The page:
• Nurminen, Niilo Waltteri (Helsingin yliopisto, 2021)
    Phase transitions in the early Universe and in condensed matter physics are active fields of research. During these transitions, objects such as topological solitons and defects are produced by the breaking of symmetry. Studying such objects more thoroughly could shed light on some of the modern problems in cosmology such as baryogenesis and explain many aspects in materials research. One example of such topological solitons are the (1+1) dimensional kinks and their respective higher dimensional domain walls. The dynamics of kink collisions are complicated and very sensitive to initial conditions. Making accurate predictions within such a system has proven to be difficult, and research has been conducted since the 70s. Especially difficult is predicting the location of resonance windows and giving a proper theoretical explanation for such a structure. Deeper understanding of these objects is interesting in its own right but can also bring insight in predicting their possibly generated cosmological signatures. In this thesis we have summarized the common field theoretic tools and methods for the analytic treatment of kinks. Homotopy theory and its applications are also covered in the context of classifying topological solitons and defects. We present our numerical simulation scheme and results on kink-antikink and kink-impurity collisions in the $\phi^4$ model. Kink-antikink pair production from a wobbling kink is also studied, in which case we found that the separation velocity of the produced kink-antikink pair is directly correlated with the excitation amplitude of the wobbling kink. Direct annihilation of the produced pair was also observed. We modify the $\phi^4$ model by adding a small linear term $\delta \phi^3$, which modifies the kinks into accelerating bubble walls. The collision dynamics and pair production of these objects are explored with the same simulation methods. We observe multiple new effects in kink-antikink collisions, such as potentially perpetual bouncing and faster bion formation in comparison to the $\phi^4$ model. We also showed that the $\delta$ term defines the preferred vacuum by inevitably annihilating any kink-antikink pair. During pair production we noticed a momentum transfer between the produced bion and the original kink and that direct annihilation seems unlikely in such processes. For wobbling kink - impurity collisions we found an asymmetric spectral wall. Future research prospects and potential expansions for our analysis are also discussed.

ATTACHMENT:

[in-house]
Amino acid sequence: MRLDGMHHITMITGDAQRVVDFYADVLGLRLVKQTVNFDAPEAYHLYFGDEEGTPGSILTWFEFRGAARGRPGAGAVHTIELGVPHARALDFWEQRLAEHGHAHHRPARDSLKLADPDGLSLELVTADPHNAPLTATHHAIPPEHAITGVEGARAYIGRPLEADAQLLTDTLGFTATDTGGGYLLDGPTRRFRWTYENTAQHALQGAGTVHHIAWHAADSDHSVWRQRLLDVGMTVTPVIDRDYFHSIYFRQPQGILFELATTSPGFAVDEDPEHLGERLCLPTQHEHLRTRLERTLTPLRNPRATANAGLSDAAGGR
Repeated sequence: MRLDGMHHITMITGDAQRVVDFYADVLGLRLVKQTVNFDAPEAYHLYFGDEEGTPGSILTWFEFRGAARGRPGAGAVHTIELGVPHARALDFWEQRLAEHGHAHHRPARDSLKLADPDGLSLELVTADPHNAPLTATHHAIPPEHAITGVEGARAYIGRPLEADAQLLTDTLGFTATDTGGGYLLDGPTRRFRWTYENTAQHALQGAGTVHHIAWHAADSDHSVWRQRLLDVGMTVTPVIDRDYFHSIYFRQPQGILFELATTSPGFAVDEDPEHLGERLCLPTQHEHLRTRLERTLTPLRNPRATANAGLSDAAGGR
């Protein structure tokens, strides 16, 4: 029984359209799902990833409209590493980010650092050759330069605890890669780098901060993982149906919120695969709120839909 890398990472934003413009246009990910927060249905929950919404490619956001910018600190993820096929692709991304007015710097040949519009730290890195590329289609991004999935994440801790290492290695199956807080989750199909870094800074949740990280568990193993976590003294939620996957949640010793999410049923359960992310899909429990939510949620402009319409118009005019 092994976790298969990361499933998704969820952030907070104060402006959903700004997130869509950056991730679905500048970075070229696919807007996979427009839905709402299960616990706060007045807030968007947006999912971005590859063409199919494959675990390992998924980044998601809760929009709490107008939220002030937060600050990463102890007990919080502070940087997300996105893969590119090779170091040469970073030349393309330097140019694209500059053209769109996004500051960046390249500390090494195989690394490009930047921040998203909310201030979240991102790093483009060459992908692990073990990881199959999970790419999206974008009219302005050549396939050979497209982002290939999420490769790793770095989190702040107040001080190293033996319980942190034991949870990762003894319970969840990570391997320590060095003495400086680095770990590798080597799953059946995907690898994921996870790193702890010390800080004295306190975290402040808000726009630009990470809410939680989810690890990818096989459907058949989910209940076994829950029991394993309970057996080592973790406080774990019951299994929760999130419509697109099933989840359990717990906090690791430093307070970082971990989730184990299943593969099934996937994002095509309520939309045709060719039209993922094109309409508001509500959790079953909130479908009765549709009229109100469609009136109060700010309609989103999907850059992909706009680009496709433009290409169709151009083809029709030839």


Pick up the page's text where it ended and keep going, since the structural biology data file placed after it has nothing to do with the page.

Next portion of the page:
• Lehtinen, Simo (Helsingin yliopisto, 2021)